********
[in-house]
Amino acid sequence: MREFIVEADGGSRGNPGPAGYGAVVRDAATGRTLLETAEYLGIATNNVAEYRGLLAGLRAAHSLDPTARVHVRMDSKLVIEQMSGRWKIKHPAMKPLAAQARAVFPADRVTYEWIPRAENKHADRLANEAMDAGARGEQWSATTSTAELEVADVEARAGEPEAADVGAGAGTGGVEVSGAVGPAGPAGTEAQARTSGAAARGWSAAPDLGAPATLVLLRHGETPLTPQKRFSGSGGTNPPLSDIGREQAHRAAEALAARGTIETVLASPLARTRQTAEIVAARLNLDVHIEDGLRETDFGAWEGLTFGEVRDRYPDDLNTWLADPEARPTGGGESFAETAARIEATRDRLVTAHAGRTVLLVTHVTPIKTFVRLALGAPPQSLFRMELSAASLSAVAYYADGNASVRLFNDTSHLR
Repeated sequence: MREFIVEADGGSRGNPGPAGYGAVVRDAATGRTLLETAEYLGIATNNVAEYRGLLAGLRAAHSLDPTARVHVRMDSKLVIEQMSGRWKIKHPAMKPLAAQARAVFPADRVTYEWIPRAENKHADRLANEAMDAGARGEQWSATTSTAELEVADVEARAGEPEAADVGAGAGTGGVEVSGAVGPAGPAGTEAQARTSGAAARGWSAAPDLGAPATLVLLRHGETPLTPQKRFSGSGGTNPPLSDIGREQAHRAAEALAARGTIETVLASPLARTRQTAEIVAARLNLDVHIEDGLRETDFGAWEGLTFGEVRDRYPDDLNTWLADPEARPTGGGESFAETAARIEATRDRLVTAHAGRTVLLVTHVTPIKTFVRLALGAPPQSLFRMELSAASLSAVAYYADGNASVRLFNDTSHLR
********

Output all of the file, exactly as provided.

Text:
[in-house]
Amino acid sequence: MREFIVEADGGSRGNPGPAGYGAVVRDAATGRTLLETAEYLGIATNNVAEYRGLLAGLRAAHSLDPTARVHVRMDSKLVIEQMSGRWKIKHPAMKPLAAQARAVFPADRVTYEWIPRAENKHADRLANEAMDAGARGEQWSATTSTAELEVADVEARAGEPEAADVGAGAGTGGVEVSGAVGPAGPAGTEAQARTSGAAARGWSAAPDLGAPATLVLLRHGETPLTPQKRFSGSGGTNPPLSDIGREQAHRAAEALAARGTIETVLASPLARTRQTAEIVAARLNLDVHIEDGLRETDFGAWEGLTFGEVRDRYPDDLNTWLADPEARPTGGGESFAETAARIEATRDRLVTAHAGRTVLLVTHVTPIKTFVRLALGAPPQSLFRMELSAASLSAVAYYADGNASVRLFNDTSHLR
Repeated sequence: MREFIVEADGGSRGNPGPAGYGAVVRDAATGRTLLETAEYLGIATNNVAEYRGLLAGLRAAHSLDPTARVHVRMDSKLVIEQMSGRWKIKHPAMKPLAAQARAVFPADRVTYEWIPRAENKHADRLANEAMDAGARGEQWSATTSTAELEVADVEARAGEPEAADVGAGAGTGGVEVSGAVGPAGPAGTEAQARTSGAAARGWSAAPDLGAPATLVLLRHGETPLTPQKRFSGSGGTNPPLSDIGREQAHRAAEALAARGTIETVLASPLARTRQTAEIVAARLNLDVHIEDGLRETDFGAWEGLTFGEVRDRYPDDLNTWLADPEARPTGGGESFAETAARIEATRDRLVTAHAGRTVLLVTHVTPIKTFVRLALGAPPQSLFRMELSAASLSAVAYYADGNASVRLFNDTSHLR